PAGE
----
800watt, 12' Long 16" Diameter Bass Cannon.




I built this Bass cannon, based on the Bose WaveCanon. Its a resonating tube driven by an internal sub woofer.
Basically a Giant Sub Woofer.

I built this as part of an audio visual project for Burning Man 2007. Using a tube with the driver mounted inside it resonates much like a church pipe organ within a specific frequency range. Hopefully the bass frequency range.

Called "Rare Angles" it comprises 12' of cardboard Sonotube as used by concreters to form columns. Its cheap, easy to work with and rigid enough to use for this application. You can get it at a concrete supplier.

As soon as I laid eyes on what Holly and team over at positron.org did, I knew it was just a matter of time, and any flimsy excuse to build my own.

This Bass Cannon is designed very basically. I was able to buy a 12' length of 16" sonotube. The driver has to be placed exactly 1/4 the distance down the full length of the tube or 3 feet.

From what I can gather from research, the longer the tube length will raise your resonant frequency. I figured my resonant frequency was about 30Hz. I am probably wrong. I did the calc a while ago so can't be sure how I arrived there.. It wasn't too loud on the "test fire" audio sweep, but a neighbour from 2 doors down, certainly heard it and came running down the street.. "Are you making that noise?!"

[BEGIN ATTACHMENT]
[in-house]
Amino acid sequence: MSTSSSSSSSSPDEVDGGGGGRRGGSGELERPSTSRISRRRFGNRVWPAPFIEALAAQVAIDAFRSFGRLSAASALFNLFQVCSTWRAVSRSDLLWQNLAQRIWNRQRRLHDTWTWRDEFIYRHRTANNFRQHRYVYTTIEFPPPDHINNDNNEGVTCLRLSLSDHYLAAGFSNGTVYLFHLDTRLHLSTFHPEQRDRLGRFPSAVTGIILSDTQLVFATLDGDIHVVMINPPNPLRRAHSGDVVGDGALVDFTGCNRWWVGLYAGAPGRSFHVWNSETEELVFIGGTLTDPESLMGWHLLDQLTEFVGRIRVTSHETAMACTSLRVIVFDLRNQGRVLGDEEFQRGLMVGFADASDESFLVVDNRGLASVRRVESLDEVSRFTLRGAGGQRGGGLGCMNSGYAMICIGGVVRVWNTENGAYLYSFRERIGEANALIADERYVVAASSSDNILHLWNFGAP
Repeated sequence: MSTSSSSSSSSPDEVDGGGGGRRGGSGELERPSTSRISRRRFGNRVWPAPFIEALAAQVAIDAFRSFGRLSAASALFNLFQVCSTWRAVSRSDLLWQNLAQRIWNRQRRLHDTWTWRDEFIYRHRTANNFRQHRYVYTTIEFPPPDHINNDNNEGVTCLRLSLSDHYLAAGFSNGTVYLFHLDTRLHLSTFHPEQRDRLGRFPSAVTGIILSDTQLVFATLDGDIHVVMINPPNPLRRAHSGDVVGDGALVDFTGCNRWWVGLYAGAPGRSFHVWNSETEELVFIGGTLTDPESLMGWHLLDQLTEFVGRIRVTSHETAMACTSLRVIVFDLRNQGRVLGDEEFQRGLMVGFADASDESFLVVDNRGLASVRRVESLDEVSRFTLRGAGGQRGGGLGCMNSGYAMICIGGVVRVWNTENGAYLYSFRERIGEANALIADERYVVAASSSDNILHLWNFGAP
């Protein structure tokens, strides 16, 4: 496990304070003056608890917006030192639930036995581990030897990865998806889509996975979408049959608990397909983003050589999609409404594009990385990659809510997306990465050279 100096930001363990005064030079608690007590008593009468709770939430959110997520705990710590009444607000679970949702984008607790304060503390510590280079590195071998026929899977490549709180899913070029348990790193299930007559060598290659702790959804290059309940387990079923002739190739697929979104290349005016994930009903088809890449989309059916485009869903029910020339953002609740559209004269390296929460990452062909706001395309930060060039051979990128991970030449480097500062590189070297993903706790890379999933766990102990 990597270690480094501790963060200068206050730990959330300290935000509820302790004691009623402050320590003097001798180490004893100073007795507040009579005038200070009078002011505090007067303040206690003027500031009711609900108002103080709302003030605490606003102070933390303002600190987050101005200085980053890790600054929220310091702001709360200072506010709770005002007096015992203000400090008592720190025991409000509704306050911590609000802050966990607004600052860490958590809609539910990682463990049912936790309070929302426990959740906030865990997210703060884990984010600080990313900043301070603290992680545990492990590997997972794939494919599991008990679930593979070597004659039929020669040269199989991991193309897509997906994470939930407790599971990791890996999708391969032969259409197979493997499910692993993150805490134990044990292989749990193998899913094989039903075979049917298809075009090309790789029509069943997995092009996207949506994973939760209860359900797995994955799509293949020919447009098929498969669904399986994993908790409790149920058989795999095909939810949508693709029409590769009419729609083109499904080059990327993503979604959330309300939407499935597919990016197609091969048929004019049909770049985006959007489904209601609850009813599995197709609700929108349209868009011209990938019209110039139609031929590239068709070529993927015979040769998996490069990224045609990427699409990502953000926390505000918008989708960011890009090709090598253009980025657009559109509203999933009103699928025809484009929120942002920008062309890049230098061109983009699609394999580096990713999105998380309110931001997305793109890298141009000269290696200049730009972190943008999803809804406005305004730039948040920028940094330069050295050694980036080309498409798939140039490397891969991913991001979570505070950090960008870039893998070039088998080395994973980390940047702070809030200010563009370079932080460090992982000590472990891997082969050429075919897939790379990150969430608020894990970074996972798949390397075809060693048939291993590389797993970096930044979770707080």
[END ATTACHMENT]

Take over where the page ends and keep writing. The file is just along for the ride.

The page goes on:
Maybe me sitting on my deck with a giant carboard tube and earmuffs on gave me away.


Step 1: Ingredients

1 x sub woofer 12 or 15" depending on the sise of tube you want 15" in this case
1 x length of sonotube slightly larger than your sub woofer diameter 16" in this case
1 x sheet of 3/4" ply
wood screws
glue / sealant (sikaflex works well)

Circle cutting jig for router
3/4" spade bit
circular saw or jig saw.

Step 2: Cut the Sonotube Into Two Pieces

Work begins by cutting the sonotube. The sub woofer mounting flanges need to meet 1/4 of the way down the length of the tube. For me and my 12' long piece thats 3' along.
Do do this accurately I measured with a large sqaure 3' from one of the ends at about 6 points around the circumference of the tube. I then wrapped a piece of masking tape around, making sure one edge of the tape passed through the points I'd just marked. I used this as a guide for the jigsaw. I drilled a starter hole to get the jig saw blade in then went at it! Afterwards I removed the tape. The cut will be kinda fury but that ok, this will be concealed inside the flanges.